“This is a one way street, you know,” St. Peter said with a stern sort of look. And I said, yes, I understood that was how things worked generally, but I was wondering if he might make an exception just this once.

“Just where are you from?” St. Peter asked, and I said, “Mayberry RFD.”

“Oh yeah,” he said. “We had one of your fellows through here not long ago—Andy, I believe it was. Thought I recognized that accent.”

“I just have this one question,” I says. “Give me just one minute and I’ll be on my way.”

St. Peter looked at me real hard and said, “Listen. I’m only gonna say this once. Go straight through the gate and all the way to the end of the street. Don’t turn to the right, don’t turn to the left. Don’t stop to talk to anybody, and please don’t go snooping around. At the end of the street, just beyond where it turns to gravel, you’ll see a little cabin out on the overlook. Knock three times and wait for an answer.”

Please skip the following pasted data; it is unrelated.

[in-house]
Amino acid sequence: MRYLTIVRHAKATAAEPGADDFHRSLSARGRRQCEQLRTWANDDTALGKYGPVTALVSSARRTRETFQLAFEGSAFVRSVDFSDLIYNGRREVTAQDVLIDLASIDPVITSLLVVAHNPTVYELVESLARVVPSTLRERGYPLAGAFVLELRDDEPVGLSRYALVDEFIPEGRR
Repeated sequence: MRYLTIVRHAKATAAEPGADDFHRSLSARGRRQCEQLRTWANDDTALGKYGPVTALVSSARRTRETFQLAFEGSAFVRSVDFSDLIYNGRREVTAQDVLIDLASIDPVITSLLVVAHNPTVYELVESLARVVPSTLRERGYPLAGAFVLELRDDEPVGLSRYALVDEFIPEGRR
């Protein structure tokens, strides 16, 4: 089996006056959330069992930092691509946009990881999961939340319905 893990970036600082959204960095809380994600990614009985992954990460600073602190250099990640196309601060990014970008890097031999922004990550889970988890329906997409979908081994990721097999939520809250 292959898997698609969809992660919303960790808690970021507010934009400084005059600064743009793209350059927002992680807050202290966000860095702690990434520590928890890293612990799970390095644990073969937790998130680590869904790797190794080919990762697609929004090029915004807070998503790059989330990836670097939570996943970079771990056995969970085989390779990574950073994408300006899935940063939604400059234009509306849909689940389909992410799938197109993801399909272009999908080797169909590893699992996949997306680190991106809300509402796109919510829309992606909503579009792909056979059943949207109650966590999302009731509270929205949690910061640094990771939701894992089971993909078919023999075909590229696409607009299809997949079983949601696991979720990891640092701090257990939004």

I did like I was told. It was a simple little cabin with a tin roof and a Tar Heels welcome mat by the front door… but I won’t get into all that. I did like I was told. I knocked three times and I heard somebody say, “Come on in.” So I opened the door.

God was sitting at a little table, right over by a big ole picture window with the bright sun shining in so as I couldn’t see too well. But I says, “Pardon me. I don’t mean to bother you, but I’ve just got one question.”

“Go ahead,” I heard, so I just blurted it out: “My granny wants to know how long these Moral Mondays are gonna have to keep going on.”

“Well, tell her I said, “Not long, because a lie can’t live forever.’”